Did Fuddy Have an Open-Casket Funeral? (UPDATED)

NOTE: This pdf has been updated in response to new discoveries (thank you to those who pointed out new observations to me) – including the source of image #1 and the signs that it is a photoshop.  Fred, I’ll post the two similarly-cropped images here so you can see them. The top is from KHON, the bottom from KITV. Sorry they’re so small here; I don’t know how to crop the white space out in Paint on my computer. But if you copy these 2 images into Word, expand them to the same size as each other, and drag one over the other you will see the placement of everything is identical except: the missing window sash that creates the cross is missing, part of the khon2 sparkly logo is dimmed enough to not show, an extra flower and floating-in-the-air greenery has been inserted below the easel and the streaming light from the window has been changed to a brown fill that matches the brown of the top window sash to make it look like it’s a wall there instead of a window, and a different person and a larger casket have been C&P’ed in :

cropped khoncropped kitv

Conclusion: The person in the casket shown by KITV is not from Fuddy’s funeral. The image was most likely photoshopped from KHON footage at the funeral (update – it may not have been from the khon footage; more later), as revealed by errors in the photoshop. The casket at Fuddy’s funeral had a different pall and had no body inside but did have an oval bump in the middle of the casket, which I presume to be an urn. The media used at least one instance of fake footage (and maybe two) to imply that Fuddy’s was an open-casket funeral, the family was photographed in positions you would expect if there was a body in the casket, and the casket was treated as if it had a body inside. The public was most likely unaware of the deception to be carried out by the media and honored what they believed was her ashes if they got close enough to see the urn in the casket.

Did Fuddy Have an Open Casket Funeral (Updated)

Here are two images of the casket from the KITV video, with a red line showing the profile of the head end of the casket being straight across:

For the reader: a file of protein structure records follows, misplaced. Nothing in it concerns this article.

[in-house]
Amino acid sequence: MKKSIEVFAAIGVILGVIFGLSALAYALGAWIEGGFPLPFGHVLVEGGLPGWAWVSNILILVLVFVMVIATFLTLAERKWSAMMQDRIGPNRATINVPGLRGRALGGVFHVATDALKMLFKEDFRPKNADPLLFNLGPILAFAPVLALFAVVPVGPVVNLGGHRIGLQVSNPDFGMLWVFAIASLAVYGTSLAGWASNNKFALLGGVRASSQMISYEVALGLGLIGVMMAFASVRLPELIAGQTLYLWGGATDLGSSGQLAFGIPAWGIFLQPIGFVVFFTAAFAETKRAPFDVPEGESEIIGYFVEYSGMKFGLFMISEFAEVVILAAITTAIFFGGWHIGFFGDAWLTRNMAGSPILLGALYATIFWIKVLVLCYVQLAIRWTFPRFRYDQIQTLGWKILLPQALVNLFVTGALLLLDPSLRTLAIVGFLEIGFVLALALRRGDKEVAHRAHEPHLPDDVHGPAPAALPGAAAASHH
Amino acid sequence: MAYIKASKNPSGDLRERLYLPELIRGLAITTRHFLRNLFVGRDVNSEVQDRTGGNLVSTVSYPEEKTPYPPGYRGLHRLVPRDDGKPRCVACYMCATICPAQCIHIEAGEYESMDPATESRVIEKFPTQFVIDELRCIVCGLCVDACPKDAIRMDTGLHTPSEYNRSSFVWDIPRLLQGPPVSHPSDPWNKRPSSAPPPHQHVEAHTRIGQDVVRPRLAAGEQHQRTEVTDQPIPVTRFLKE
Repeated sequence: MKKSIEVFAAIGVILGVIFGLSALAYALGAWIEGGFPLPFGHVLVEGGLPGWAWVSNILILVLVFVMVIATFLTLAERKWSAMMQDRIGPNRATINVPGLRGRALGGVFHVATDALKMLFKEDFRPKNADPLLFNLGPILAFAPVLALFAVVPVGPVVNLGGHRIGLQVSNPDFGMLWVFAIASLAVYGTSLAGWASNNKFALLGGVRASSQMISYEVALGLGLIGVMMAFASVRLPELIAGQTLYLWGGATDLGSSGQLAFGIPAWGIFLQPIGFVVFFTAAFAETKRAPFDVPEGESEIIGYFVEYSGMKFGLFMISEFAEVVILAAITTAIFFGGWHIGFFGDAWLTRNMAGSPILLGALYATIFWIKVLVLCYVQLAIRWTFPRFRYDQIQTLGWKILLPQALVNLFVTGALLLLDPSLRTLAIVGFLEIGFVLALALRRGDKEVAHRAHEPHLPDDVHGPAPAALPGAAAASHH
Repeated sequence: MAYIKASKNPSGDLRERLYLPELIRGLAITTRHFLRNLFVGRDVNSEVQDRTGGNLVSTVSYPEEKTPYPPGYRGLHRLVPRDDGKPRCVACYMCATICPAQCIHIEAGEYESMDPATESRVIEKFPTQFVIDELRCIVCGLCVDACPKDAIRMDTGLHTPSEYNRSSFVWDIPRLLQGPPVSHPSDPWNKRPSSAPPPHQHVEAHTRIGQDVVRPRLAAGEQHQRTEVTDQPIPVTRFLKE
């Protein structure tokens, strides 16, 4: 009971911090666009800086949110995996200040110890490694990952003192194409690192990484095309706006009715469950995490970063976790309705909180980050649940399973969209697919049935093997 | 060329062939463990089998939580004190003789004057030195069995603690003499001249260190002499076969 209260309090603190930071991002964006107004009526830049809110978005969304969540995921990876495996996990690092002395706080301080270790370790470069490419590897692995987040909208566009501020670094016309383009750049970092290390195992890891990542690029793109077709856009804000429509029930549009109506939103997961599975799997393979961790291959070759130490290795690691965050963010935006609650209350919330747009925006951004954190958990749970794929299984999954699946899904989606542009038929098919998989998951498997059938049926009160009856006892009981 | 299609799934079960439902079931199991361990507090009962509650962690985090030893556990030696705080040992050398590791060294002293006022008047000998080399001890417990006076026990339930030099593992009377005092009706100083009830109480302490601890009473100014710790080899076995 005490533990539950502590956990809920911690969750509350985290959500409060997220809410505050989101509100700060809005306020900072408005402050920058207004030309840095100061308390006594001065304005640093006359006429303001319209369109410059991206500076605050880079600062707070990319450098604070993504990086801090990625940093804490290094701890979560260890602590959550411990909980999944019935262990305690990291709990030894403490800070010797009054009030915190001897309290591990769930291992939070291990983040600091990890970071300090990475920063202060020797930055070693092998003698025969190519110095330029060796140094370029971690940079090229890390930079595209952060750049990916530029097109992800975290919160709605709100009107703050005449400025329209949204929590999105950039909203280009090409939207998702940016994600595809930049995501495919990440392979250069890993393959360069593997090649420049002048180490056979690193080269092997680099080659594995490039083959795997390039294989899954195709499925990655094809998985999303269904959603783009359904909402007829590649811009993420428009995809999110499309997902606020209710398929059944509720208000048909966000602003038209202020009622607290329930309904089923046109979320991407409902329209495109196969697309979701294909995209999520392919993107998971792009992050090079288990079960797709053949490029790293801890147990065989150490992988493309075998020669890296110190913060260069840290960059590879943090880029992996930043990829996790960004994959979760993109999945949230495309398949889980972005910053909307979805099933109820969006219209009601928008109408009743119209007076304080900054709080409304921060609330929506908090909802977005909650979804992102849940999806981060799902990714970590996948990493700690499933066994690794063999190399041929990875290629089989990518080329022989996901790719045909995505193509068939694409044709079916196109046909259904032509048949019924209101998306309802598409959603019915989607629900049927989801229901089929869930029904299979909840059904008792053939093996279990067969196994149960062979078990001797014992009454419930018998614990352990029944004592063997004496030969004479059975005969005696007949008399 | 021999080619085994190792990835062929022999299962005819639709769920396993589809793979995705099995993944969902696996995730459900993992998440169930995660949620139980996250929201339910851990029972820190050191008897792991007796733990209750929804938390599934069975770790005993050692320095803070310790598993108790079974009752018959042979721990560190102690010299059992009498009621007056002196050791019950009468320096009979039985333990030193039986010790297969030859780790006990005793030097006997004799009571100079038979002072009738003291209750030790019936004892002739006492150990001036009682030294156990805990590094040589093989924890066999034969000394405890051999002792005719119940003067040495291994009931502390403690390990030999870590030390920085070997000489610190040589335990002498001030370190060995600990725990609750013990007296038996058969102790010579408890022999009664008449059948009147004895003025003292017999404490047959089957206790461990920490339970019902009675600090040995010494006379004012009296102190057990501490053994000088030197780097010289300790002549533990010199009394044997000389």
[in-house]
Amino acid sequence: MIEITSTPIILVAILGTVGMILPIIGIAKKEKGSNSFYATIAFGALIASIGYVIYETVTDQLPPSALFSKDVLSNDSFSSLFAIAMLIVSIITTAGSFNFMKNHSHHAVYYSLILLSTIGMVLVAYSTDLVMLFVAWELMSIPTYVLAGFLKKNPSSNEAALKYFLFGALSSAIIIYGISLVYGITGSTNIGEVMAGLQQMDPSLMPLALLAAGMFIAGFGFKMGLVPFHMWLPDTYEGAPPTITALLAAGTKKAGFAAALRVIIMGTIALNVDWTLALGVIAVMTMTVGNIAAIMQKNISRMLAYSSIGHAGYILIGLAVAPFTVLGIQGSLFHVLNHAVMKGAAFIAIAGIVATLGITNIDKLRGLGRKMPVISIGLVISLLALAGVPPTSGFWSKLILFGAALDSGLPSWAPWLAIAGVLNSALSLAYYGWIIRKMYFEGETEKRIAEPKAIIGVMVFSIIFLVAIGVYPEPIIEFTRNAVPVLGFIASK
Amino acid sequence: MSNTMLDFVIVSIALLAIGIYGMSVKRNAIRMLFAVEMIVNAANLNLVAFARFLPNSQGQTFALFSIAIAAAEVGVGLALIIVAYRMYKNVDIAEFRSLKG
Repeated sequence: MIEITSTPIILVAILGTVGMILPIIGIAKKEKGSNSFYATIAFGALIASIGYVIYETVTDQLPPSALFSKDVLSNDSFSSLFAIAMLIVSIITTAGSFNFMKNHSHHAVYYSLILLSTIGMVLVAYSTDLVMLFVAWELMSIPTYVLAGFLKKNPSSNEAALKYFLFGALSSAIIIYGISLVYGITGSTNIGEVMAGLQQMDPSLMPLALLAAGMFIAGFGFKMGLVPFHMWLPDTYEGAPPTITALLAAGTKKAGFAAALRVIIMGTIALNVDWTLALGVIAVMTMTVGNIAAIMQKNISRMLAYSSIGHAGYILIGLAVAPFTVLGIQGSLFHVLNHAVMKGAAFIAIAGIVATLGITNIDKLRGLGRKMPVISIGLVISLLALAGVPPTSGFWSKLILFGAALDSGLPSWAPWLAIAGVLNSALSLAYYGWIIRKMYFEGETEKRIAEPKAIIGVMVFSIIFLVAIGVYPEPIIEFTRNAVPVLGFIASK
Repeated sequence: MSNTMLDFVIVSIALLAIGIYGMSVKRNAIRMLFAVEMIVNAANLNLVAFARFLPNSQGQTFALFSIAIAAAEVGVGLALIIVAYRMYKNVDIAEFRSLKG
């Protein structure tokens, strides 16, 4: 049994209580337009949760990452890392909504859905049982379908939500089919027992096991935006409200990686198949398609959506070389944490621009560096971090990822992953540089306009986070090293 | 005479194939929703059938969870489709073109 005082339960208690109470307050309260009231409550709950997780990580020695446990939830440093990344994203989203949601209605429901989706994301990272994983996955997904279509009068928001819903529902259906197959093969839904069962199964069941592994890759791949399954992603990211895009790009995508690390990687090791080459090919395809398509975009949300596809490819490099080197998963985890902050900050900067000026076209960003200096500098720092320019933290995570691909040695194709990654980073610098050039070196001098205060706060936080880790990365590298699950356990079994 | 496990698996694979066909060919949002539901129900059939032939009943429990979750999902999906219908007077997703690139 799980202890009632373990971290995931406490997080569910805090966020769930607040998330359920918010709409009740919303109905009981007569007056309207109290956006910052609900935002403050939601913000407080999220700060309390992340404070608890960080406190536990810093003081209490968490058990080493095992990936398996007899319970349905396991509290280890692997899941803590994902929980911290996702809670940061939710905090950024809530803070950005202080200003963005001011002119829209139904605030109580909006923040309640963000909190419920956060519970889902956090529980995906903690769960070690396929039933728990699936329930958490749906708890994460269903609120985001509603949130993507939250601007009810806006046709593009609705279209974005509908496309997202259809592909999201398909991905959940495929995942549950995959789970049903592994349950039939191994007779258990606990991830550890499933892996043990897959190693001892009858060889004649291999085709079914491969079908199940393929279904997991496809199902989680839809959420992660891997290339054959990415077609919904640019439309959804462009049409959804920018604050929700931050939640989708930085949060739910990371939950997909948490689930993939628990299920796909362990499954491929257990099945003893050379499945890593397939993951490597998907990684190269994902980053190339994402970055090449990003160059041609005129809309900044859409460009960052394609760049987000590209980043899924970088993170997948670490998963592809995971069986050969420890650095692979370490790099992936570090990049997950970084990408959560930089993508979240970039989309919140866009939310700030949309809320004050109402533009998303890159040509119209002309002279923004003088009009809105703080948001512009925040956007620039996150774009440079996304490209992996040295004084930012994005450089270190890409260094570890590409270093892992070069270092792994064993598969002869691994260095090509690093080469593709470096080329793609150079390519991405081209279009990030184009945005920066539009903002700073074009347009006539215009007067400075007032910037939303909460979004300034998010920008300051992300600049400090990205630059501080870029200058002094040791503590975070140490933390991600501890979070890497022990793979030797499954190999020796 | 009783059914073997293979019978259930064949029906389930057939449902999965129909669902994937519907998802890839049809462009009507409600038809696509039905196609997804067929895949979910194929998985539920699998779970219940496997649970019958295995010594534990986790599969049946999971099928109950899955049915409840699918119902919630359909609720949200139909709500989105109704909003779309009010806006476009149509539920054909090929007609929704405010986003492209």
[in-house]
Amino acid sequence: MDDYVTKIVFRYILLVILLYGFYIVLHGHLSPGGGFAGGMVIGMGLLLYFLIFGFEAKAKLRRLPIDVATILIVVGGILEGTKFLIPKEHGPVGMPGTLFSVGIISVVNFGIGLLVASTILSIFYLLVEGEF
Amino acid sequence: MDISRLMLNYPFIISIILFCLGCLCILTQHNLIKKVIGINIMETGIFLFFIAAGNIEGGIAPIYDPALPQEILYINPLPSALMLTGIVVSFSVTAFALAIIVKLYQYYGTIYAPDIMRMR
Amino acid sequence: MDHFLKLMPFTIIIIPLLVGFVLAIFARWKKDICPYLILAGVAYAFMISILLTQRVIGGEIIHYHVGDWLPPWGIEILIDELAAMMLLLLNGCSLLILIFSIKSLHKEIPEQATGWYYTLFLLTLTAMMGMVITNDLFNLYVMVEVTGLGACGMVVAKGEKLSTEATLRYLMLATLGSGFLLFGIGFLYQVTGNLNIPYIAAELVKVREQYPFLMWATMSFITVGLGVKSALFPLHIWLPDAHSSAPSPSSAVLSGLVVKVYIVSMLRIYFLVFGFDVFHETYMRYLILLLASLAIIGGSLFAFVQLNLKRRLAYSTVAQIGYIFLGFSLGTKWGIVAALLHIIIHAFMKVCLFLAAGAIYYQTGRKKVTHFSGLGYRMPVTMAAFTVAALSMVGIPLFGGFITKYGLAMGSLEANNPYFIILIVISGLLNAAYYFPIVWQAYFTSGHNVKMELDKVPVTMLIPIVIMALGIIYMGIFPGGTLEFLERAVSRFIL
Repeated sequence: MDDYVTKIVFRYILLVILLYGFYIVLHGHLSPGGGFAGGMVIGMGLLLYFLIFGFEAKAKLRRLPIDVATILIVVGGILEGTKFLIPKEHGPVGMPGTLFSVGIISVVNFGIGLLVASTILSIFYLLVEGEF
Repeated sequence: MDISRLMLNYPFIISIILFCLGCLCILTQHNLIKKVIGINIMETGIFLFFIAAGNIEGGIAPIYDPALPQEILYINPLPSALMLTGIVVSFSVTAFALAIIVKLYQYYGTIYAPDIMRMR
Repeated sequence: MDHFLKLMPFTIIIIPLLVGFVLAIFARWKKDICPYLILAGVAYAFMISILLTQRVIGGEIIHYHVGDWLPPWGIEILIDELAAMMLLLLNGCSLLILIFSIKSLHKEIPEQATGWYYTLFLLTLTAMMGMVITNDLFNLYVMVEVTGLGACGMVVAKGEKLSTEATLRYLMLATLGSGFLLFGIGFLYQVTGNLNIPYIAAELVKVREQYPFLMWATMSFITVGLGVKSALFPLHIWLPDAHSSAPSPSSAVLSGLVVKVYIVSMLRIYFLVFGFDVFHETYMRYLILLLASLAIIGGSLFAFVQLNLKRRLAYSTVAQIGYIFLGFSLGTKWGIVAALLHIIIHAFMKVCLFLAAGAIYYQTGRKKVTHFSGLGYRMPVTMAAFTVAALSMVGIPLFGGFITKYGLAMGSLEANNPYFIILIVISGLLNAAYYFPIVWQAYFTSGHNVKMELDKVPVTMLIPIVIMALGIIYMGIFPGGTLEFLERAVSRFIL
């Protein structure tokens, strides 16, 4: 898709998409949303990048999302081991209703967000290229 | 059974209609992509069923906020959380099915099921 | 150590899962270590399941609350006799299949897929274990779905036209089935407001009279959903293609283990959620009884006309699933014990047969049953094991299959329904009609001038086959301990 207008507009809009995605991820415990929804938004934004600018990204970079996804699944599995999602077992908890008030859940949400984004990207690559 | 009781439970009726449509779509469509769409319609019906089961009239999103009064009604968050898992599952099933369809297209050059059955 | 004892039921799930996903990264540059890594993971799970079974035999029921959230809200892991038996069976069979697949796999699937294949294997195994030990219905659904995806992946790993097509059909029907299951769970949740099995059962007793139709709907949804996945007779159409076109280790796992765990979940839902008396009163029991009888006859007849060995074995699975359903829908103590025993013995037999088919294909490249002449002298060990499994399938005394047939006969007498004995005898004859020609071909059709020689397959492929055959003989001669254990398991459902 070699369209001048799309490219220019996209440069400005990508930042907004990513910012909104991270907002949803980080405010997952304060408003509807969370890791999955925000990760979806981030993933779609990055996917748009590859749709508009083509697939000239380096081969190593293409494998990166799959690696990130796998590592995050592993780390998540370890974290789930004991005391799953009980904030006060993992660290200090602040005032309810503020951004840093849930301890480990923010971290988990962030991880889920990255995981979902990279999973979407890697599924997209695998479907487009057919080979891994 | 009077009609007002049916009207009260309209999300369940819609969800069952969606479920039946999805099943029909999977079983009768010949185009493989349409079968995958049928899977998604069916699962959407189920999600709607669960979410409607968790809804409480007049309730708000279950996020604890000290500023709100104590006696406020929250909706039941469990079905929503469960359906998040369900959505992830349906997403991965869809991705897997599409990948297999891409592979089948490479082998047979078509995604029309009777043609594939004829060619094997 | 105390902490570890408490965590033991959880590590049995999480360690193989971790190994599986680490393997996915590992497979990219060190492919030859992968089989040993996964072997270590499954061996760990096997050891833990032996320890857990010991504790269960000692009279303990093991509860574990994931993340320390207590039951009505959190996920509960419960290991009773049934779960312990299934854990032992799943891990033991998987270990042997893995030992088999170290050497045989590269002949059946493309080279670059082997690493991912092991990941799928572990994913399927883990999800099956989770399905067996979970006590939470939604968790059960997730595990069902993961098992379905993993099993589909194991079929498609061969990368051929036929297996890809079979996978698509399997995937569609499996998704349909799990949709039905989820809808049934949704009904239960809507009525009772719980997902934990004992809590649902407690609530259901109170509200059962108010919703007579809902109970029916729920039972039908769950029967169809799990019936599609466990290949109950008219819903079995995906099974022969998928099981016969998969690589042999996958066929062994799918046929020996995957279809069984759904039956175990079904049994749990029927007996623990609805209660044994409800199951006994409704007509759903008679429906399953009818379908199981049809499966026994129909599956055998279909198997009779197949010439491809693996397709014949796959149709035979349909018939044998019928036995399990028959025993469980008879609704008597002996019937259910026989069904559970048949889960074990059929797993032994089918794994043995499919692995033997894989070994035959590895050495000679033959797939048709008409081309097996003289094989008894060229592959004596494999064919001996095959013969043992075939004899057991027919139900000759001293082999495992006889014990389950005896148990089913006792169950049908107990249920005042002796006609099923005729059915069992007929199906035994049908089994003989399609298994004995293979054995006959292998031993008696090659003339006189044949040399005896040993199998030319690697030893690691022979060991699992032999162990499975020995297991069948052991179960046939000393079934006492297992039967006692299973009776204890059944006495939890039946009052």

body close up with reference points added

Friends file past at other funeral

And here’s the image from the Honolulu Diocese, with a red line showing the profile to be two-tiered:

diocese profile two tierLarger image (and darkened a bit to help see the detail):

diocese profile annotated

I’ve tried to figure out how that top tier fits with the hinge mechanism and I don’t understand it, unless it’s a piece of attached cloth that folds down out of the way when the lid closes. I don’t know what it is, but I know that the Diocese photo shows that when the lid is open  that two-tier profile is there. It doesn’t match the straight-line profile of the open caskets in the KITV video.

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19 Comments

  1. Posted February 6, 2014 at 9:59 am | Permalink | Reply

    An alternate conclusion: The person in the casket shown by KITV [picture #1] is not from Fuddy’s funeral, because that picture, though similar, is a stock photo. The casket at Fuddy’s funeral did have a different pall from the pall in the stock photo, but everything was according to Hoyle and Robert’s Rules of Order. Loretta Fuddy’s body was indeed present in the casket at the funeral, as observed by the family and hundreds of others, and David Copperfield was conspicuously absent. The public was unaware of a deception, because there was none – at least at the funeral. An autopsy is being performed, though not by an impartial medical examiner independent of the government.

    Beside the downed plane in the water off Molokai, there were few observers – six or eight at most – and even fewer were paying attention to the deceased, possibly only one: Hawaii DOH Deputy Dir. Keith Yamamoto, who was caring for Ms. Fuddy while they floated in the water, and holding her hand until she passed away and went limp.

    Gov. Neil Abercrombie has appointed Gary Gill as acting director of the Hawaii DOH. Gill was previously deputy health director for the environment.